I’ve just signed up to a year long screenprint course too. I decided to do a mag about printmaking as, similarly to Boneshaker, I’d come across a number of interesting people doing great things in print, mainly from my own interest and curiosity and I felt that a magazine about the people, passion and process behind the scenes was a decent enough idea to have a go at.
There’s a strong community of printmakers out there and only one or two publications, each with different approaches to Pressing Matters, so I felt there was room for something new.
How long did it take from genesis to hard copy?
Well, the seed of the idea was sewn a couple of years ago, and I did the usual thing of talking about it for a long time, then I got annoyed with myself at ‘talking, but not doing’, so about six months ago I started work in earnest in collating content, contacting artists, starting on initial layout ideas, etc.
This first issue has taken about six months to get from first work to hard copy, however part of that is working out the look of the magazine, coming up with feature ideas. Issue two should take a little less time as the foundations are there.
What sort of scope does the magazine have – is it for hardcore printers or beginners?
The magazine is curated by me, an over-enthusiastic printmaking student and fan… in that sense, I’m shining a light on the medium as a whole and in doing so, I’m trying to talk to artists that are into fine art printing, as much as those whose day job it is to make prints and sell them.
I hope it can be enjoyed by anyone interested in printmaking – I’ve already had great feedback from home studio printers and students who are using print in their work at university, as well as established letterpress studios. It’s for both the curious and the creative I’d say.
It looks very much like you want it to be appreciated as a sort of standalone artwork?
I was keen from the start to afford people’s artwork the space that it would have if it was in the real world (i.e. in a frame or on a gallery wall).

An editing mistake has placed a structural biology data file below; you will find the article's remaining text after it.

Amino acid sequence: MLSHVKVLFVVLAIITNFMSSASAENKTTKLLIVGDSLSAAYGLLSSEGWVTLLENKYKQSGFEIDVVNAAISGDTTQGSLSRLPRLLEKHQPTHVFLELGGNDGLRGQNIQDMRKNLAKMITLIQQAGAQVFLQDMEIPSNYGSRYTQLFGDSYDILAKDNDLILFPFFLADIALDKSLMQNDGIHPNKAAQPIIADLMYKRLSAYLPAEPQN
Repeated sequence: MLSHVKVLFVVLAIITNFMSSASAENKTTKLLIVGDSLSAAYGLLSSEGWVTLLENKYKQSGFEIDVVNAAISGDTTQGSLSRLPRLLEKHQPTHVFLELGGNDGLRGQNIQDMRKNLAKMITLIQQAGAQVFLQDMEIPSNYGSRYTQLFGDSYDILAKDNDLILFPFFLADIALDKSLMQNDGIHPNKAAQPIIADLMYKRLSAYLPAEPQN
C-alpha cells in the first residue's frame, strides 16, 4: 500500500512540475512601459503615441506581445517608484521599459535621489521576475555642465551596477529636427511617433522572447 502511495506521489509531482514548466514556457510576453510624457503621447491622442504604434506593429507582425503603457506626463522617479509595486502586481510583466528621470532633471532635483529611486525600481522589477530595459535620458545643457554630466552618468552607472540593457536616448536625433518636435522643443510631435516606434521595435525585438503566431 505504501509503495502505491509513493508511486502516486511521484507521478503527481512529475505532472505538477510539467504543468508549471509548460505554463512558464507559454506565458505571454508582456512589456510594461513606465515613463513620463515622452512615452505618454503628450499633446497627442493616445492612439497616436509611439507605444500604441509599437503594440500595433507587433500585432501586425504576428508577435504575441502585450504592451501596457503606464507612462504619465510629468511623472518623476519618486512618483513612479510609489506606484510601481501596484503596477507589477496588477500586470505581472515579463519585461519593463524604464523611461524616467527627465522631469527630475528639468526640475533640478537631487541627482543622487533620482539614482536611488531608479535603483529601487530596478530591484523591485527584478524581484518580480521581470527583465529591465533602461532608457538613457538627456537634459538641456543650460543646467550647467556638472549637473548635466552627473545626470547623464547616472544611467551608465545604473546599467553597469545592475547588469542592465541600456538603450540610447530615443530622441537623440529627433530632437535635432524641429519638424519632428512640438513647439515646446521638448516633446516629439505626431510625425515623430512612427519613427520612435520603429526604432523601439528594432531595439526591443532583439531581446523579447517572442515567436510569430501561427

With Boneshaker, we had a much smaller size and always worked to the limits of the page, so with this magazine being about art, I wanted it to feel almost gallery-like in some way. These kind of niche mags work best when you can dip into them, spend a bit of time enjoying the imagery and revisit them for inspiration over time. I also spent quite a bit of time considering paper stock (geeky, I know) as it was important for me to show people’s work (and the photography) in a true and clear way.
Can people submit their work with a view to inclusion?
Yes they can. The magazine will continue to be curated by me and a small team of key contributors, however it’s intended to be ‘about printmaker and for printmakers’, so I’m keen to hear people’s ideas and stories.
That said, even with a page count of 92 pages, space will be tight each issue, so ideas may not appear straight away in the magazine. However in my experience, the topics and ideas are often timeless, so I’m happy to hear about projects at any time.
What can we expect in issue two?
That will be coming out around October, I’ll be publishing two issues this year and will gauge the response – going quarterly is a big jump in time committed to the project, so I think bi-annually at the moment makes sense. That said, there’s already some talk of special edition publications looking more deeply (and geekily) into specific techniques.
Where can we snap it up?
The magazine is available from our website and it’s starting to be picked up by a few stockists. We’re offering single copies for £10 plus P&P and wholesale/bulk orders of 5, 10 and 20 copies for £7 a copy (free postage, UK only) – which we hope is ideal for print studios and retailers alike.
We’re also having a launch party for issue one, at The Forge, here in Bristol on Thursday 25th May – everyone’s welcome! (see below)